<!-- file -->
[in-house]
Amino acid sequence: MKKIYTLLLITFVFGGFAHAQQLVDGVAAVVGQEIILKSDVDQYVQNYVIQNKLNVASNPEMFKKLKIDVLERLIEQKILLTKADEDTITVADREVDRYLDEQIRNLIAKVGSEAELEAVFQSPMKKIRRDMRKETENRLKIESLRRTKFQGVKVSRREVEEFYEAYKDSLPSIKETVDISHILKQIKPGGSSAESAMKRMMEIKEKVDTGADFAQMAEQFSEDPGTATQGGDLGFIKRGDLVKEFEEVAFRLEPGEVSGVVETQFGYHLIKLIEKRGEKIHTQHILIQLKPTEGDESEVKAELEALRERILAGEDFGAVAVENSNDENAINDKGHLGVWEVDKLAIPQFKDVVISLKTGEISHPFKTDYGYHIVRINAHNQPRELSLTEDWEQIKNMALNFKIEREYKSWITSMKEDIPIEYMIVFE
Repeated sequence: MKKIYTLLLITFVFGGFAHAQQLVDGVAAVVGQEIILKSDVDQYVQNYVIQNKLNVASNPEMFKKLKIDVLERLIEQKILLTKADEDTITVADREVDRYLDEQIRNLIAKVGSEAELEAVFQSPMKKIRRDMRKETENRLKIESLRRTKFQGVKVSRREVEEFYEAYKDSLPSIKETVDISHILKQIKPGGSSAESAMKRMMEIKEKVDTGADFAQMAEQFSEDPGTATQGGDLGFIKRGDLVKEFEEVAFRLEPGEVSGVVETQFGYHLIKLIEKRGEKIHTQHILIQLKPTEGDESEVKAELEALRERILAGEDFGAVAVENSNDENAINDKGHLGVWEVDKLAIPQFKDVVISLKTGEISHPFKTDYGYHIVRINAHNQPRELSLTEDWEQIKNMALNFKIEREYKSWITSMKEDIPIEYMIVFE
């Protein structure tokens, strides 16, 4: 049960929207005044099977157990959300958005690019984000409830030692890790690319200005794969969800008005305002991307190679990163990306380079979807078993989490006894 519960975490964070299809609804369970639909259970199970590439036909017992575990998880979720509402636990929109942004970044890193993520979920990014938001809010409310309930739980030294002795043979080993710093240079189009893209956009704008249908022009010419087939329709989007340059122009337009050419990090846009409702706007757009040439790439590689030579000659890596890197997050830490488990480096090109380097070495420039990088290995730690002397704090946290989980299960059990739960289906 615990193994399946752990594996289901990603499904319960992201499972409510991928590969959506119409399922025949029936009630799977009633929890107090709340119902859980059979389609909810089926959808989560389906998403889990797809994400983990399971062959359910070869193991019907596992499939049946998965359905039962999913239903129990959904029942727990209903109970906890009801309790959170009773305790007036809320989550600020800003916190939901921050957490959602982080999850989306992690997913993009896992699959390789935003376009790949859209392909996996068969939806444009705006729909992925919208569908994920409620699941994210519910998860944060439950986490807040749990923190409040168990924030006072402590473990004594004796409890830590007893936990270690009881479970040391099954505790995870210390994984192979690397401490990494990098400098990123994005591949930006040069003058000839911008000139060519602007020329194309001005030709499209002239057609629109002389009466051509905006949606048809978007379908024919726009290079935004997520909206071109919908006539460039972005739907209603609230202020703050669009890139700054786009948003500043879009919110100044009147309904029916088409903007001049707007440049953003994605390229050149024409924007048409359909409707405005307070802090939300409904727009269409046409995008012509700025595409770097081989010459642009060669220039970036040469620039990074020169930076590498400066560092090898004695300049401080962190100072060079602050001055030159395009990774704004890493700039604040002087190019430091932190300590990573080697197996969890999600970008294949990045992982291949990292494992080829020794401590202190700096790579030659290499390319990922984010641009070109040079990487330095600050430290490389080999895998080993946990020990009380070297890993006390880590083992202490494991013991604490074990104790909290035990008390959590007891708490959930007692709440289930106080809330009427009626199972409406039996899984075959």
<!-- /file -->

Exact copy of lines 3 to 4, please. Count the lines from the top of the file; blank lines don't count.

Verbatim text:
Repeated sequence: MKKIYTLLLITFVFGGFAHAQQLVDGVAAVVGQEIILKSDVDQYVQNYVIQNKLNVASNPEMFKKLKIDVLERLIEQKILLTKADEDTITVADREVDRYLDEQIRNLIAKVGSEAELEAVFQSPMKKIRRDMRKETENRLKIESLRRTKFQGVKVSRREVEEFYEAYKDSLPSIKETVDISHILKQIKPGGSSAESAMKRMMEIKEKVDTGADFAQMAEQFSEDPGTATQGGDLGFIKRGDLVKEFEEVAFRLEPGEVSGVVETQFGYHLIKLIEKRGEKIHTQHILIQLKPTEGDESEVKAELEALRERILAGEDFGAVAVENSNDENAINDKGHLGVWEVDKLAIPQFKDVVISLKTGEISHPFKTDYGYHIVRINAHNQPRELSLTEDWEQIKNMALNFKIEREYKSWITSMKEDIPIEYMIVFE
């Protein structure tokens, strides 16, 4: 049960929207005044099977157990959300958005690019984000409830030692890790690319200005794969969800008005305002991307190679990163990306380079979807078993989490006894 519960975490964070299809609804369970639909259970199970590439036909017992575990998880979720509402636990929109942004970044890193993520979920990014938001809010409310309930739980030294002795043979080993710093240079189009893209956009704008249908022009010419087939329709989007340059122009337009050419990090846009409702706007757009040439790439590689030579000659890596890197997050830490488990480096090109380097070495420039990088290995730690002397704090946290989980299960059990739960289906 615990193994399946752990594996289901990603499904319960992201499972409510991928590969959506119409399922025949029936009630799977009633929890107090709340119902859980059979389609909810089926959808989560389906998403889990797809994400983990399971062959359910070869193991019907596992499939049946998965359905039962999913239903129990959904029942727990209903109970906890009801309790959170009773305790007036809320989550600020800003916190939901921050957490959602982080999850989306992690997913993009896992699959390789935003376009790949859209392909996996068969939806444009705006729909992925919208569908994920409620699941994210519910998860944060439950986490807040749990923190409040168990924030006072402590473990004594004796409890830590007893936990270690009881479970040391099954505790995870210390994984192979690397401490990494990098400098990123994005591949930006040069003058000839911008000139060519602007020329194309001005030709499209002239057609629109002389009466051509905006949606048809978007379908024919726009290079935004997520909206071109919908006539460039972005739907209603609230202020703050669009890139700054786009948003500043879009919110100044009147309904029916088409903007001049707007440049953003994605390229050149024409924007048409359909409707405005307070802090939300409904727009269409046409995008012509700025595409770097081989010459642009060669220039970036040469620039990074020169930076590498400066560092090898004695300049401080962190100072060079602050001055030159395009990774704004890493700039604040002087190019430091932190300590990573080697197996969890999600970008294949990045992982291949990292494992080829020794401590202190700096790579030659290499390319990922984010641009070109040079990487330095600050430290490389080999895998080993946990020990009380070297890993006390880590083992202490494991013991604490074990104790909290035990008390959590007891708490959930007692709440289930106080809330009427009626199972409406039996899984075959």